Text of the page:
Hope Discovers Eternity Present

In those foggy moments before the alarm rings and consciousness reminds me of the day ahead, I listen hard for the divine whisper.

It is often in the early mornings when the meditations of my heart remind me that I am not alone. The treasure of Psalm 127:2 becomes reality, “God gives to his beloved even in their sleep.”

A gift. A divine murmur to remind me all is well with my soul.

Such a moment recently occurred as I heard a voice call my name, “Rebecca.”

A female voice. Perhaps the nurturing comfort of the trinity’s feminine side. Or maybe an angel assigned to take care of me. Maybe a sweet relative who passed to glory and was told to visit me.

Although I could not identify its owner, I knew the voice was from no one in the realm of earth’s present. Rather, a voice from eternity.

Then a touch, a stroke of my hair and the assurance of being loved—completely and forever adored by the Divine Three.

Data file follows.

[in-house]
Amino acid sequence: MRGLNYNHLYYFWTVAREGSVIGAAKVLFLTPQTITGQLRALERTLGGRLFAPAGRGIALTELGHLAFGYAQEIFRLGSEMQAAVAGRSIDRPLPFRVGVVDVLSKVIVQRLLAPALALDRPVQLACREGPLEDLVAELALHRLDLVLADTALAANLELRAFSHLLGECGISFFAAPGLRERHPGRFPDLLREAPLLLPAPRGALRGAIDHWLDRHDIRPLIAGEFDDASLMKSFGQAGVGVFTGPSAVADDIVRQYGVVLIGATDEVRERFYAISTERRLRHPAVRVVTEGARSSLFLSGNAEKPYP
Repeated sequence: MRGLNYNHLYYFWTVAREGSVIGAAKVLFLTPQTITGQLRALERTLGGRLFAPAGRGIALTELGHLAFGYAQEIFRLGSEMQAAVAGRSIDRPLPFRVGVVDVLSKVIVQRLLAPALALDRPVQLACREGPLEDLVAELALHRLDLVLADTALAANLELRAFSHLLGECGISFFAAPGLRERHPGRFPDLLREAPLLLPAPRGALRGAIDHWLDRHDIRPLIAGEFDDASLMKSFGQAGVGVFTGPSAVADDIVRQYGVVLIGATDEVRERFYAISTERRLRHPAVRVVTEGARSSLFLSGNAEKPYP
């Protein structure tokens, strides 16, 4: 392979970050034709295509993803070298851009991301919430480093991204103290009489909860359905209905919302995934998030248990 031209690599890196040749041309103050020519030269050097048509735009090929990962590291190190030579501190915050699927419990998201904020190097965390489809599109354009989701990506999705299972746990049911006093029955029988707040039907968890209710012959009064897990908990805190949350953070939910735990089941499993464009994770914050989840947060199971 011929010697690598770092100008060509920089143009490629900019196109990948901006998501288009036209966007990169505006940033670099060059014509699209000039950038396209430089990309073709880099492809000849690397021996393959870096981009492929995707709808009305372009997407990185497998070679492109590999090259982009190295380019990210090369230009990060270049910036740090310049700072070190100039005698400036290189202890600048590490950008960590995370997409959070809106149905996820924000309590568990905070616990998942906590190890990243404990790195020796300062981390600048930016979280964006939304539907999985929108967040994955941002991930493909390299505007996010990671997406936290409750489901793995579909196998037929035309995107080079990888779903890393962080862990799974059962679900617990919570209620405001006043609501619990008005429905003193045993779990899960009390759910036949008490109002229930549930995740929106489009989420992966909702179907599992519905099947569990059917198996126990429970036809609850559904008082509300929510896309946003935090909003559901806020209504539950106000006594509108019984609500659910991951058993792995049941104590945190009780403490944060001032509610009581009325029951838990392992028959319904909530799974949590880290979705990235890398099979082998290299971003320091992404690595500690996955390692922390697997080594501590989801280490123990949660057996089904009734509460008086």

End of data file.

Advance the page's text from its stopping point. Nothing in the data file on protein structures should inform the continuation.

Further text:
The rest of my day filtered through that comforting feeling. Surrounded by God’s love.

How can this happen? When eternity interrupts life on earth and makes itself so very known we cannot ignore or deny its presence. Is it those moments when God knows we need more than just a Bible verse to underscore Immanuel with us?

Or does God long to remind us that eternity’s reality is not so far away?

We think of heaven as an ethereal universe far beyond our own galaxy. But what if it is all around us? What if we are separated only by a thin curtain—a sheer veil between the physical and the spiritual?